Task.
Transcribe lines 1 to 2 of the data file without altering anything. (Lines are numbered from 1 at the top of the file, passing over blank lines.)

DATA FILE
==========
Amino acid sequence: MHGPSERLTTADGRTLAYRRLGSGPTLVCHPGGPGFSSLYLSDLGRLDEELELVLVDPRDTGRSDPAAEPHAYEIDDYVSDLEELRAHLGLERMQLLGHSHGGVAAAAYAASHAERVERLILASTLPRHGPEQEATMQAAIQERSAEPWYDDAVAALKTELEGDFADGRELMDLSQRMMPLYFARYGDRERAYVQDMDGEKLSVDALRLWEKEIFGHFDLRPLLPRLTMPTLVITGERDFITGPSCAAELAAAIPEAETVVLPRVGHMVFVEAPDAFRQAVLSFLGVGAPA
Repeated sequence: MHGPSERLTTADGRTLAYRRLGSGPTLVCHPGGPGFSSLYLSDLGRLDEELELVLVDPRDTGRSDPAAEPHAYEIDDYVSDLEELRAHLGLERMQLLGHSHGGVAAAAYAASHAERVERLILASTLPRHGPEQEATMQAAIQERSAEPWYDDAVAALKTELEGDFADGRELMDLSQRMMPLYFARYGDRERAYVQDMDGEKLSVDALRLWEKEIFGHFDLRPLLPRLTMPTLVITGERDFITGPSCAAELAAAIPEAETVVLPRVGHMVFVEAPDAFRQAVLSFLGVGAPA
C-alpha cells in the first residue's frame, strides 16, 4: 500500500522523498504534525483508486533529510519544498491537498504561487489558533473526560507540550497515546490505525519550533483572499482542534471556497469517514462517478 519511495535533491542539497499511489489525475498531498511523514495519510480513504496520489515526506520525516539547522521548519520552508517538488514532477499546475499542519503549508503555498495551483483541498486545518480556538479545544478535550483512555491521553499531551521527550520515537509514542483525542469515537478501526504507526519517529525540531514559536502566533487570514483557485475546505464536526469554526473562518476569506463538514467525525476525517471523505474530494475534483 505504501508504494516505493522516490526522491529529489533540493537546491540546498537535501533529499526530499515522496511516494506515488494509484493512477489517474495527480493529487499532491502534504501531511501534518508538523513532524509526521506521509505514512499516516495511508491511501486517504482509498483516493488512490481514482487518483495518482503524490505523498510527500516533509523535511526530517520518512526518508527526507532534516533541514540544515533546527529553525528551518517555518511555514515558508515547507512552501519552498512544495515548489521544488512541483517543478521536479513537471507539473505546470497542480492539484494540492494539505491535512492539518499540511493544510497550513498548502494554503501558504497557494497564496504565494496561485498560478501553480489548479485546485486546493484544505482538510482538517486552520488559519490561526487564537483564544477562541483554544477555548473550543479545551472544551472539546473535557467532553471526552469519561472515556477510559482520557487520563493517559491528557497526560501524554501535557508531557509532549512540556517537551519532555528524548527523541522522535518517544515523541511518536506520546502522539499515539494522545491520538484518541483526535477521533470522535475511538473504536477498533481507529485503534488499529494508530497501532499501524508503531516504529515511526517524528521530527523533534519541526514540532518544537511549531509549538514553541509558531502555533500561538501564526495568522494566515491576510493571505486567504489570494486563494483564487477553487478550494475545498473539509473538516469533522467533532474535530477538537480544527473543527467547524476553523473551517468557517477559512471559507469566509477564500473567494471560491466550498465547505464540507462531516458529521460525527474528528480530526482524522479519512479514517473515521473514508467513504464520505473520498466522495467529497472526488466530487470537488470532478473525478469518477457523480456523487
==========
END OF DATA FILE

Amino acid sequence: MHGPSERLTTADGRTLAYRRLGSGPTLVCHPGGPGFSSLYLSDLGRLDEELELVLVDPRDTGRSDPAAEPHAYEIDDYVSDLEELRAHLGLERMQLLGHSHGGVAAAAYAASHAERVERLILASTLPRHGPEQEATMQAAIQERSAEPWYDDAVAALKTELEGDFADGRELMDLSQRMMPLYFARYGDRERAYVQDMDGEKLSVDALRLWEKEIFGHFDLRPLLPRLTMPTLVITGERDFITGPSCAAELAAAIPEAETVVLPRVGHMVFVEAPDAFRQAVLSFLGVGAPA
Repeated sequence: MHGPSERLTTADGRTLAYRRLGSGPTLVCHPGGPGFSSLYLSDLGRLDEELELVLVDPRDTGRSDPAAEPHAYEIDDYVSDLEELRAHLGLERMQLLGHSHGGVAAAAYAASHAERVERLILASTLPRHGPEQEATMQAAIQERSAEPWYDDAVAALKTELEGDFADGRELMDLSQRMMPLYFARYGDRERAYVQDMDGEKLSVDALRLWEKEIFGHFDLRPLLPRLTMPTLVITGERDFITGPSCAAELAAAIPEAETVVLPRVGHMVFVEAPDAFRQAVLSFLGVGAPA